Apple To Face Problems In Selling Luxury Watch: Tag Heuer

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Apple’s range of smart wearables has gained popularity among customers and has somewhat dented the sales of leading watch makers. To tackle this threat, the Swiss luxury watch industry is taking a leap from its traditional production and models to win back customers from the Apple Watch, the head of Tag Heuer told CNBC.

Apple is ‘big competition’

On Monday, Jean-Claude Biver, president of LVMH’s watch division and CEO of Tag Heuer, told CNBC that Apple is “big competition” just like any newcomer entering a different field. On being asked, “How successful has Apple been at selling Watches?,” Biver said that initially it was claimed 10 to 20 million pieces, but later it was expected to be only 5 million units. And even if Apple is able to sell 5 million units, it’s “phenomenal,” as the company is not a watch maker, the CEO said.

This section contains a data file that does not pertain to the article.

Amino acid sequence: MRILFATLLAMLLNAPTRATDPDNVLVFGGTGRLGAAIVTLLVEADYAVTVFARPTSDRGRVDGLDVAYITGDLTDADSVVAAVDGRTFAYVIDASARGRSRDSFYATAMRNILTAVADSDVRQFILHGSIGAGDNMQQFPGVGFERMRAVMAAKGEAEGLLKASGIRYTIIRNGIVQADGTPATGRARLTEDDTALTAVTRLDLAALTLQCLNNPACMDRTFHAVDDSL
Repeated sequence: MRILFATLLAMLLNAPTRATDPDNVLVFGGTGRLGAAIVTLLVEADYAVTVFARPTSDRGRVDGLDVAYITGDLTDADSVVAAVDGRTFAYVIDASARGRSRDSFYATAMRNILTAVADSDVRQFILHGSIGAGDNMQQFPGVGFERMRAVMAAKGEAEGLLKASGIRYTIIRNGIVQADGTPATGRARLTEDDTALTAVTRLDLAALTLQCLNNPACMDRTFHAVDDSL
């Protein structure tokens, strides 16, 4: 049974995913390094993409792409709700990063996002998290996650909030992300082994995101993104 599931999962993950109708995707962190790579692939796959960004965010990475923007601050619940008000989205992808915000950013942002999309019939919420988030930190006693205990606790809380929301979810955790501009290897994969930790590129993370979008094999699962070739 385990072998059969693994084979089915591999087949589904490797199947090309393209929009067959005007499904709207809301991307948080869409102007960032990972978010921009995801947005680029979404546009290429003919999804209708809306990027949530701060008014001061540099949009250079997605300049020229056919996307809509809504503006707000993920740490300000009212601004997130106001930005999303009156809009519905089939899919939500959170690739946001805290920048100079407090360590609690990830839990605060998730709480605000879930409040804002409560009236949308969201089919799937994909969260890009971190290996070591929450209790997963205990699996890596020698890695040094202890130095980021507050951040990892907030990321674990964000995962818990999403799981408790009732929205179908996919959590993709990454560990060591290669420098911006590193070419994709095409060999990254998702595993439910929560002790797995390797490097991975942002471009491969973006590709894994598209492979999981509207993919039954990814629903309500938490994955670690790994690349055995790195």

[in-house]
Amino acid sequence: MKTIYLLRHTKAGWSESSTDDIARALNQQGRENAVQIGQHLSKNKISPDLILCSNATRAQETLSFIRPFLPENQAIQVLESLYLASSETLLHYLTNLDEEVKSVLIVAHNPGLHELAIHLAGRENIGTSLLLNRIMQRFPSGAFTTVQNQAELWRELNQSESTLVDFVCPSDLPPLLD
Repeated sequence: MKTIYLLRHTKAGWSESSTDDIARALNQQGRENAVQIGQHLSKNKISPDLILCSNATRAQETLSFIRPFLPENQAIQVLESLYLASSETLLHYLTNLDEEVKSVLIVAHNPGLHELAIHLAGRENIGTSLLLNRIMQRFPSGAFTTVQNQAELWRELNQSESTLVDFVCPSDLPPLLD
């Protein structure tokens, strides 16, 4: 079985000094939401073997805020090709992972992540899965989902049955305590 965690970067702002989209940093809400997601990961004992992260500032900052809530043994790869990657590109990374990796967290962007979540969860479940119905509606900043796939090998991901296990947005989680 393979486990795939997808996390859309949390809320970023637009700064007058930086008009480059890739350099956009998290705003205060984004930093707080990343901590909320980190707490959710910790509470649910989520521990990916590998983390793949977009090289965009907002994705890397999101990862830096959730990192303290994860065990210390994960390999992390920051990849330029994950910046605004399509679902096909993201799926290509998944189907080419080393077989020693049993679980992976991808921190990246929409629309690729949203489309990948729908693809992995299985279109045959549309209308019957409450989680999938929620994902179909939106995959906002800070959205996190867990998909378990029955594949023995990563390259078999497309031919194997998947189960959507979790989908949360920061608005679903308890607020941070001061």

“Now how will it act on the Swiss traditional watch industry? Certainly a big competition, huge! It will be a tsunami, for me. In the price segment, between say $200 and up to eventually $2,000,” Biver said. Tag Heuer plans to unveil an $1,800 Android-powered smartwatch on Nov. 9 in an attempt to take on the Apple Watch.

Apple’s Gold watch not a good idea

Apple’s luxury 18-karat gold version of the Apple Watch in the price range of $10,000 to $17,000 has been quite popular. In addition, Apple teamed up with luxury designer Hermes for making the “Apple Watch Hermes,” a new collection of Apple Watches featuring finely crafted leather straps designed by the French fashion house.

Biver accepts that the Apple Watch is a worthy competitor to the $1,800 watch from Tag Heuer but said it is a “huge problem” to sell any connected device priced above $2,000. He said there is a huge problem of eternity with connected watches priced above $2,000. By eternity, he meant that a watch becomes obsolete after five or ten years, and no one would want to spend $10,000-$20,000 on a watch.

Tag Heuer has long been arguing that the technology behind Apple Watch will be outdated eventually, and in the long run, the traditional timepiece will outlive evolving technologies.

On Monday, Apple shares closed down 0.48% at $111.58. Year to date, the stock is down by almost 1%, while in the last year, shares are up by almost 11%.

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